The Constellation Sagittarius

by Dominic Ford
Sagittarius Sagittarius
The constellation Sagittarius. Roll mouse over to see labels.
Source: Stellarium.

Sagittarius is a large southern constellation which spans the declination range δ=12°S to δ=45°S. It appears highest in the evening sky in the months around July.

This area of the sky looks directly towards the center of the Milky Way, which is marked by the radio source Sgr A. This makes it the richest of all the constellations for deep sky objects, including no fewer than fifteen open clusters and eighteen globular clusters brighter than tenth magnitude. Among these is M22, the fifth brightest globular cluster in the sky.

It is also home to the diffuse ninth-magnitude galaxy NGC 6822, also known as Caldwell 57.

Sagittarius is one of the twelve members of the zodiac, and the Sun passes through it each year between mid-December and mid-January.

Sagittarius is usually depicted as a centaur (half horse, half man) holding a bow and arrow. The constellation is of Sumerian origin and was subsequently adopted by the Greeks, leading to some uncertainty over the archer's identity. According to Eratosthenes, the archer is Crotus, nurse to the Muses and the inventor of archery. However, this association is problematic as Crotus was not a centaur, but rather a satyr.

Date First Appeared
Ancient
Sky Area
2.1% of the sky
867.4 square degrees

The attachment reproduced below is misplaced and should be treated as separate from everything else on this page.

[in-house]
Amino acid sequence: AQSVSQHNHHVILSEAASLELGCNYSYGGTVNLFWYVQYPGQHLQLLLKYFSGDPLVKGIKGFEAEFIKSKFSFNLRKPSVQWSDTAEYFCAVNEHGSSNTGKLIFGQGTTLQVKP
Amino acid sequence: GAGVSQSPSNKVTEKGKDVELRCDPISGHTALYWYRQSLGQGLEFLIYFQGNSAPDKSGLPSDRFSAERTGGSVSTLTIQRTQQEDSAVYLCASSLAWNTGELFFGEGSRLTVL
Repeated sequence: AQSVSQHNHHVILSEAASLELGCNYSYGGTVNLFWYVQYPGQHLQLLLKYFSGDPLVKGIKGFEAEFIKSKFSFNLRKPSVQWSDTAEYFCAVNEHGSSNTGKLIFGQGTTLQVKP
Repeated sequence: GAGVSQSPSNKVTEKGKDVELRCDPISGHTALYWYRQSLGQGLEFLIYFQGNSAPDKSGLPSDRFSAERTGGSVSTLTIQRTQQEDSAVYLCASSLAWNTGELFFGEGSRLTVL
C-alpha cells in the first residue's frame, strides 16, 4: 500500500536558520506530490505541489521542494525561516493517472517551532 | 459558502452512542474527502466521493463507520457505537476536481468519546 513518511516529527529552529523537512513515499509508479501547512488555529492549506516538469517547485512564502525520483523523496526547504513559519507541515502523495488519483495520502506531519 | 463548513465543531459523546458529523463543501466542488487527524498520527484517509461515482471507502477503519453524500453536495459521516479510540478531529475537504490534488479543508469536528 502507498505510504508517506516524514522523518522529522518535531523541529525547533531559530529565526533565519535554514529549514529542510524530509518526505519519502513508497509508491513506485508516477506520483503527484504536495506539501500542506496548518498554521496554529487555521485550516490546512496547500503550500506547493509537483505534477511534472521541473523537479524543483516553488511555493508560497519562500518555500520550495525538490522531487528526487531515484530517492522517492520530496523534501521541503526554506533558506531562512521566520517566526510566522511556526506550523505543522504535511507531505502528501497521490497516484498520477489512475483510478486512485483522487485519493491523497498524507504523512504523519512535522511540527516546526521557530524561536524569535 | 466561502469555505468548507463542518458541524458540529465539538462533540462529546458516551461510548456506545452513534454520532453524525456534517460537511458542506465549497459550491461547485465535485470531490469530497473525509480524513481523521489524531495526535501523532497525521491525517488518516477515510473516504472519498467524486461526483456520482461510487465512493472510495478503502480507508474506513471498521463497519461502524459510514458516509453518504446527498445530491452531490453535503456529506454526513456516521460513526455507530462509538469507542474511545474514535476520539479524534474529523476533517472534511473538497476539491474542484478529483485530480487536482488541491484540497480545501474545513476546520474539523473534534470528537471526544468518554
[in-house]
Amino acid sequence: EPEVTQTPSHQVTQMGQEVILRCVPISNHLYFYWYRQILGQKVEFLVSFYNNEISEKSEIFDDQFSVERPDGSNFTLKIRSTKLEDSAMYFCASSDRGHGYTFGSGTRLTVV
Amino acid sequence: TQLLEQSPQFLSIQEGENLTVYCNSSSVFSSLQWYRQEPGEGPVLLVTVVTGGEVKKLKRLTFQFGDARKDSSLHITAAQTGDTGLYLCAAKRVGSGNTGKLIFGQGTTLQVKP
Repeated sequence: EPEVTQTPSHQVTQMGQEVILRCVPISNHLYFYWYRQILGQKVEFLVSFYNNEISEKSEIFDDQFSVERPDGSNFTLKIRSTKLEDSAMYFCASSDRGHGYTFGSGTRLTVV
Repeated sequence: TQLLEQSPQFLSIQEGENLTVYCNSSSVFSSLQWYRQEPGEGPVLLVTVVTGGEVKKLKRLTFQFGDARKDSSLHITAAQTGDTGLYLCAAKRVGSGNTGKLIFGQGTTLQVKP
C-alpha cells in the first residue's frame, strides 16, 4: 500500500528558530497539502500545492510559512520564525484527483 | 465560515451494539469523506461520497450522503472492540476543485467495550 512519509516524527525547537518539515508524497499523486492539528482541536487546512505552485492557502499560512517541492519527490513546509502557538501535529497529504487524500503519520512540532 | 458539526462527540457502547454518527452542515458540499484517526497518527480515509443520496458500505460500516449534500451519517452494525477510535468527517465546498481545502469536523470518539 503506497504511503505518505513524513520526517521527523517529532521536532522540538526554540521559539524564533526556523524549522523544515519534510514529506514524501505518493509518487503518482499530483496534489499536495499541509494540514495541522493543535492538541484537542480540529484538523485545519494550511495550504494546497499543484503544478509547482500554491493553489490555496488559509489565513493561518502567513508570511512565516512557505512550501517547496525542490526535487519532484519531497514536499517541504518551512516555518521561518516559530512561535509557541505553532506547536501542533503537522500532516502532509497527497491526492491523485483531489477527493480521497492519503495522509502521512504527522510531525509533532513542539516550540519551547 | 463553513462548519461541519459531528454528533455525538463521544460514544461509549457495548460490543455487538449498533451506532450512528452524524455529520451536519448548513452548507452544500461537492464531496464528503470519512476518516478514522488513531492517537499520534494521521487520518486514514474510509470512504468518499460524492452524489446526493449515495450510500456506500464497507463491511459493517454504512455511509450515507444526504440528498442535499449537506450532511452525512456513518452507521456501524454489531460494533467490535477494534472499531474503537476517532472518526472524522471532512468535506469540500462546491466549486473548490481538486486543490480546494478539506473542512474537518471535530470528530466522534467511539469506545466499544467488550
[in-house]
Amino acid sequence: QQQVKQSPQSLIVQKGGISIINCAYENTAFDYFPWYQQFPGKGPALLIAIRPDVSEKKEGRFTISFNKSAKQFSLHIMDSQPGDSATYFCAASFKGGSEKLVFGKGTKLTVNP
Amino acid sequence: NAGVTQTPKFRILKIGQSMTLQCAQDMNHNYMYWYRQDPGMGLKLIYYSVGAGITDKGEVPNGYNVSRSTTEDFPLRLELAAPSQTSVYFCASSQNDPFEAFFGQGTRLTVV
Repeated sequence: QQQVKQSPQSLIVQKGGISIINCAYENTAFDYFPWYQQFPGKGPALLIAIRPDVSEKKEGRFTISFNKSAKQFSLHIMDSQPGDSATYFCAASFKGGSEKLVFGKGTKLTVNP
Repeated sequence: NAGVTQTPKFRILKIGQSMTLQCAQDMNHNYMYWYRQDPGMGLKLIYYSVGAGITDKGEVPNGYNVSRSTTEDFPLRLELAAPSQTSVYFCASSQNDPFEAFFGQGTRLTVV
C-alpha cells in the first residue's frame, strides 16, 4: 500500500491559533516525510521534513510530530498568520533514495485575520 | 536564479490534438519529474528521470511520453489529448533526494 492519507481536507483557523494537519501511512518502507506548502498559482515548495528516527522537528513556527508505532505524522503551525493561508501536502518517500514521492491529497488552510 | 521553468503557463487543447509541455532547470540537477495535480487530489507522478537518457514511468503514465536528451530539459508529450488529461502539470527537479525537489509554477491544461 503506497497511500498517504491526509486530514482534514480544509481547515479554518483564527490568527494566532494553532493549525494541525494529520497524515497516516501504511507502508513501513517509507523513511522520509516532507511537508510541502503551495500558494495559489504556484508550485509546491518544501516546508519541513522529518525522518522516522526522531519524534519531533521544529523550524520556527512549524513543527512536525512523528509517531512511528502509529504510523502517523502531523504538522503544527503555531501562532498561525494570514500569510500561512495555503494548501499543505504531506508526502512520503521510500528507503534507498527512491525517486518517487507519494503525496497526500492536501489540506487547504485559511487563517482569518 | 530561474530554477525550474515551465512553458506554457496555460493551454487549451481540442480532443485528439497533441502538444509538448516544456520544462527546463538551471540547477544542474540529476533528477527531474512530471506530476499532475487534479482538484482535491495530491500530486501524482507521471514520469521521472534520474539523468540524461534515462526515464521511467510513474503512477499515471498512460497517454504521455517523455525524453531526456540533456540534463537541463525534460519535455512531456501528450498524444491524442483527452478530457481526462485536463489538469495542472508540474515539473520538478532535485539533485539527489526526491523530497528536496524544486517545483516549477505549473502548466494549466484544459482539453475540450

Messier Objects
Sagittarius contains the following Messier objects: M8, M17, M18, M20, M21, M22, M23, M25, M28, M54, M55, M69, M70, M75.
Caldwell Objects
Sagittarius contains the following Caldwell object: C57.
Neighbors
The following constellations neighbor Sagittarius: Aquila, Capricornus, Corona Australis, Indus, Microscopium, Ophiuchus, Scorpius, Scutum, Serpens Cauda, Telescopium.
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Brightest Objects in Sagittarius

Stars Open Clusters Globular Clusters Galaxies
Stars Open Clusters Globular Clusters Galaxies
Kaus Australis (mag 1.8) NGC 6530 (mag 4.6) Messier 22 (mag 5.2) NGC 6595 (mag 7.0)
Nunki (mag 2.1) Messier 25 (mag 4.6) Messier 55 (mag 6.3) IC 1284 (mag 7.7)
Ascella (mag 2.6) Messier 23 (mag 5.5) NGC 6723 (mag 6.8) NGC 6647 (mag 8.0)
Kaus Media (mag 2.7) Messier 21 (mag 5.9) Messier 28 (mag 6.9) NGC 6822 (mag 9.3)
Kaus Borealis (mag 2.8) Messier 17 (mag 6.0) NGC 6544 (mag 7.5) IC 4776 (mag 9.7)
π-Sgr (mag 2.9) Messier 20 (mag 6.3) NGC 6624 (mag 7.6) NGC 6590 (mag 9.8)
Alnasl (mag 3.0) Messier 18 (mag 6.9) Messier 54 (mag 7.7) NGC 6818 (mag 9.9)
η-Sgr (mag 3.1) NGC 6716 (mag 7.5) Messier 70 (mag 7.8) NGC 6528 (mag 10.7)
φ-Sgr (mag 3.1) NGC 6520 (mag 7.6) Messier 69 (mag 8.3) NGC 6629 (mag 11.6)
τ-Sgr (mag 3.3) NGC 6546 (mag 8.0) NGC 6553 (mag 8.3) NGC 6567 (mag 11.7)
ξ²-Sgr (mag 3.5) NGC 6469 (mag 8.2) NGC 6717 (mag 8.4) NGC 6644 (mag 12.2)
O-Sgr (mag 3.8) NGC 6645 (mag 8.5) NGC 6569 (mag 8.4) IC 4991 (mag 12.3)
μ-Sgr (mag 3.8) NGC 6568 (mag 8.6) NGC 6652 (mag 8.5) NGC 6878 (mag 12.4)
ρ¹-Sgr (mag 3.9) NGC 6507 (mag 9.6) NGC 6558 (mag 8.6) NGC 6537 (mag 12.5)
Rukbat (mag 3.9) NGC 6583 (mag 10.0) Messier 75 (mag 8.6) IC 4732 (mag 12.5)
Arkab Prior (mag 3.9) NGC 6603 (mag 11.1) NGC 6642 (mag 8.9) NGC 6835 (mag 12.5)
ι-Sgr (mag 4.1) NGC 6737 NGC 6522 (mag 9.5) IC 4931 (mag 12.8)
Arkab Posterior (mag 4.3) NGC 6561 NGC 6638 (mag 9.7) IC 4673 (mag 12.9)
θ¹-Sgr (mag 4.3) NGC 6774 NGC 6440 (mag 10.1) NGC 6836 (mag 13.0)
V3872 Sgr (mag 4.5) NGC 6596 NGC 6578 (mag 13.1)
b¹-Sgr (mag 4.5) NGC 6445 (mag 13.2)
HD 165634 (mag 4.6) NGC 6565 (mag 13.2)
υ-Sgr (mag 4.6) NGC 6841 (mag 13.4)
X Sgr (mag 4.6) NGC 6902 (mag 13.6)
h²-Sgr (mag 4.6) NGC 6563 (mag 13.8)

Ashburn

Latitude:
Longitude:
Timezone:

39.04°N
77.49°W
EST

Color scheme